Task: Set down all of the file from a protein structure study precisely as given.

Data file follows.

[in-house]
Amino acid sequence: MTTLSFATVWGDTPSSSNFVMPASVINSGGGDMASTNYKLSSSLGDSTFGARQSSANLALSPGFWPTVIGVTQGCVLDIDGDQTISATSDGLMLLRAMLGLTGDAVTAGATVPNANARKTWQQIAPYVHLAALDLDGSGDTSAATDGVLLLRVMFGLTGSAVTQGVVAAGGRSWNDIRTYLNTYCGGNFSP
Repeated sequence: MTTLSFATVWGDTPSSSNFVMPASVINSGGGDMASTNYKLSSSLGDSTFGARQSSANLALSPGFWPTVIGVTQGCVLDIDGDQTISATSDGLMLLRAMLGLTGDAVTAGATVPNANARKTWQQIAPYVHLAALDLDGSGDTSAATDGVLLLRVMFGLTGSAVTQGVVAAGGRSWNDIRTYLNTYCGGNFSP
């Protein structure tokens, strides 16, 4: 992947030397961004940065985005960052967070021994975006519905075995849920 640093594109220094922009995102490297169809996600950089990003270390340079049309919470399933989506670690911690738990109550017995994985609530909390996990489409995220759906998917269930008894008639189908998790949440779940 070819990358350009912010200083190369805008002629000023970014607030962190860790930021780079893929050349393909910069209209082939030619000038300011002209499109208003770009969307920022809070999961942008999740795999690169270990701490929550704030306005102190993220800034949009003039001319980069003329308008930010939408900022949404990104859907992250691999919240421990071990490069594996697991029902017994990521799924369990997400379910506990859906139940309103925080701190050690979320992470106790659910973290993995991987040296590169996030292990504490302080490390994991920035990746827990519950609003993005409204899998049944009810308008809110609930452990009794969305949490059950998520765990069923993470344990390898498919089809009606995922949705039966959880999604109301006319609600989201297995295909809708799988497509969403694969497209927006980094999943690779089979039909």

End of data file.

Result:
[in-house]
Amino acid sequence: MTTLSFATVWGDTPSSSNFVMPASVINSGGGDMASTNYKLSSSLGDSTFGARQSSANLALSPGFWPTVIGVTQGCVLDIDGDQTISATSDGLMLLRAMLGLTGDAVTAGATVPNANARKTWQQIAPYVHLAALDLDGSGDTSAATDGVLLLRVMFGLTGSAVTQGVVAAGGRSWNDIRTYLNTYCGGNFSP
Repeated sequence: MTTLSFATVWGDTPSSSNFVMPASVINSGGGDMASTNYKLSSSLGDSTFGARQSSANLALSPGFWPTVIGVTQGCVLDIDGDQTISATSDGLMLLRAMLGLTGDAVTAGATVPNANARKTWQQIAPYVHLAALDLDGSGDTSAATDGVLLLRVMFGLTGSAVTQGVVAAGGRSWNDIRTYLNTYCGGNFSP
């Protein structure tokens, strides 16, 4: 992947030397961004940065985005960052967070021994975006519905075995849920 640093594109220094922009995102490297169809996600950089990003270390340079049309919470399933989506670690911690738990109550017995994985609530909390996990489409995220759906998917269930008894008639189908998790949440779940 070819990358350009912010200083190369805008002629000023970014607030962190860790930021780079893929050349393909910069209209082939030619000038300011002209499109208003770009969307920022809070999961942008999740795999690169270990701490929550704030306005102190993220800034949009003039001319980069003329308008930010939408900022949404990104859907992250691999919240421990071990490069594996697991029902017994990521799924369990997400379910506990859906139940309103925080701190050690979320992470106790659910973290993995991987040296590169996030292990504490302080490390994991920035990746827990519950609003993005409204899998049944009810308008809110609930452990009794969305949490059950998520765990069923993470344990390898498919089809009606995922949705039966959880999604109301006319609600989201297995295909809708799988497509969403694969497209927006980094999943690779089979039909």